Juanita Leonard's Beautiful World

Travelers in the piney woods of central Louisiana can pass through the tiny town of Montgomery almost without noticing it. It's little more than a couple of hardware stores, a bank and a library along the railroad tracks.

But just outside of town is the home of Juanita Leonard – and it's hard to miss.

Brightly painted flowers adorn the base of the two doublewide house trailers sitting haphazardly beside the road. Carved totem poles crowd the yard; fanciful creatures stand in the grass; a tall fence is ablaze with radiant reds, blues, purples, greens. And the centerpiece of the tableau is the little handmade church built by Leonard and her daughter.

2 "It catches people's eyes," Leonard said. "Lots of times people just stop and want to see what's going on."

Leonard, a single, fortysomething-ish mother with a ready smile and a down-home habit of answering questions with "yes, ma'am" and "no, ma'am," is an up-and-coming artist whose work on black life in the rural South is being discovered around the country.

For a woman who once gave away paintings and considered a $10 sale cause for celebration, times are changing. At the several galleries that represent her, prices run as high as $500 for her work.

"I think she's on the brink of a big breakthrough," said Roff Graves, owner of Graves Country Gallery in Lodi, Calif., which represents Leonard.

Since she first picked up a paint brush at 16 and beautified the family's rusty old car with flowers and birds, Leonard has created art on every surface that could take an image, from the walls, ceilings and floors of her house to her kitchen appliances and even her furniture.

Leonard and her 17-year-old daughter, Cheekee, live amid scenes of people picking cotton, doing laundry, washing babies, going to church -- and chickens. There are big chickens, little chickens, chickens of all colors, chickens in groups, chickens pulling wagons, chickens being fed by women - even chickens being fed by angels.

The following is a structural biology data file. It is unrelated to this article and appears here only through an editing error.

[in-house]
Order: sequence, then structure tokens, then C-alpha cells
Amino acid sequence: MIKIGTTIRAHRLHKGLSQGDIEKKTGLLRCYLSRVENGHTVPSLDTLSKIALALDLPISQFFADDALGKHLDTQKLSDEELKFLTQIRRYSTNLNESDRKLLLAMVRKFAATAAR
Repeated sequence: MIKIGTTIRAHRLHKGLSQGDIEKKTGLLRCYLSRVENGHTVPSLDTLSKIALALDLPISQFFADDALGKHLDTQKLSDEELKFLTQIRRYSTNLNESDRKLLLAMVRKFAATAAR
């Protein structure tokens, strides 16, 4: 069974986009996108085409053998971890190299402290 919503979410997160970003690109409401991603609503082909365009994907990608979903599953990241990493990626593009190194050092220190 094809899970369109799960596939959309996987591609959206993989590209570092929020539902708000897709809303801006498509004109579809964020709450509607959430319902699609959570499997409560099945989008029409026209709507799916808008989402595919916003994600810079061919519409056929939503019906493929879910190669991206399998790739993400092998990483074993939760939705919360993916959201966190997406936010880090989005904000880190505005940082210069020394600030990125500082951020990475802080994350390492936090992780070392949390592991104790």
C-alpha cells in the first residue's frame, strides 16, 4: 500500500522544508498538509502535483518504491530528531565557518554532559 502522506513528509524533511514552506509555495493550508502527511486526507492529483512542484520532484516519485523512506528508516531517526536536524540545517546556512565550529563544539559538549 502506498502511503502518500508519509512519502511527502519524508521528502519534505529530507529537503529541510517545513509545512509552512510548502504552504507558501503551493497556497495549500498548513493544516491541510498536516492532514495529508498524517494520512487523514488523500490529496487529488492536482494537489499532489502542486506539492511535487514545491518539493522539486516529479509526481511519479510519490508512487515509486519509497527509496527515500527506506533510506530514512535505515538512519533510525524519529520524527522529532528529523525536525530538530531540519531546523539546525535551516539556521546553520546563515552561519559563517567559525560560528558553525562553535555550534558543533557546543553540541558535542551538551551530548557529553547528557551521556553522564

"I'm just a country girl. I grew up on a farm and lived out here in this country and this little country town all my life," said Leonard. "And I just love my chickens."

3Leonard's paintings are reminiscent of those of Clementine Hunter, often referred to as "the black Grandma Moses." Hunter, who died in 1988 at 101, painted colorful scenes of plantation life in Louisiana. Her subjects included everyday activities such as doing laundry, farming, celebrations and church events.

Both painters come from similar backgrounds -- black rural Louisiana, with its poverty, hard work and religion. Leonard, one of 13 children, grew up on a farm in Natchitoches Parish. Her father, who farmed and preached, died when she was seven.

"All Mama knew to do was pick cotton, so that's what we did," Leonard said. "We had to do whatever we could do to help Mama pay the bills."

For her paintings, Leonard uses plywood, recycled wood paneling, cabinet doors, scrap wood. The size and shape vary. "I never learned how to paint or draw," she said. "Sometimes, I don't even know what I'm going to paint until I start."

Among the vivid subjects is "Mama" picking cotton and going to church and Leonard's father on his tractor.

"I just paint black people doing the things I know," she said.

Once known as primitive art and outsider art, the genre is now called "self-taught," said David Houston, chief curator of the Ogden Museum of Southern Art in New Orleans.

"By the 1990s, that type of art was so well known and so popular the artists were no longer outsiders," Houston said. Once little known to mainstream art lovers, the genre has become more widely sought by collectors.

Leonard has a different way of describing her art. She calls it a "blessing from God."

"I look around and everything is so pretty, so wonderful," Leonard said. "I thank God for it and try to put a little bit of it down for other people to have. When people like it, that's even better. It makes me so proud."
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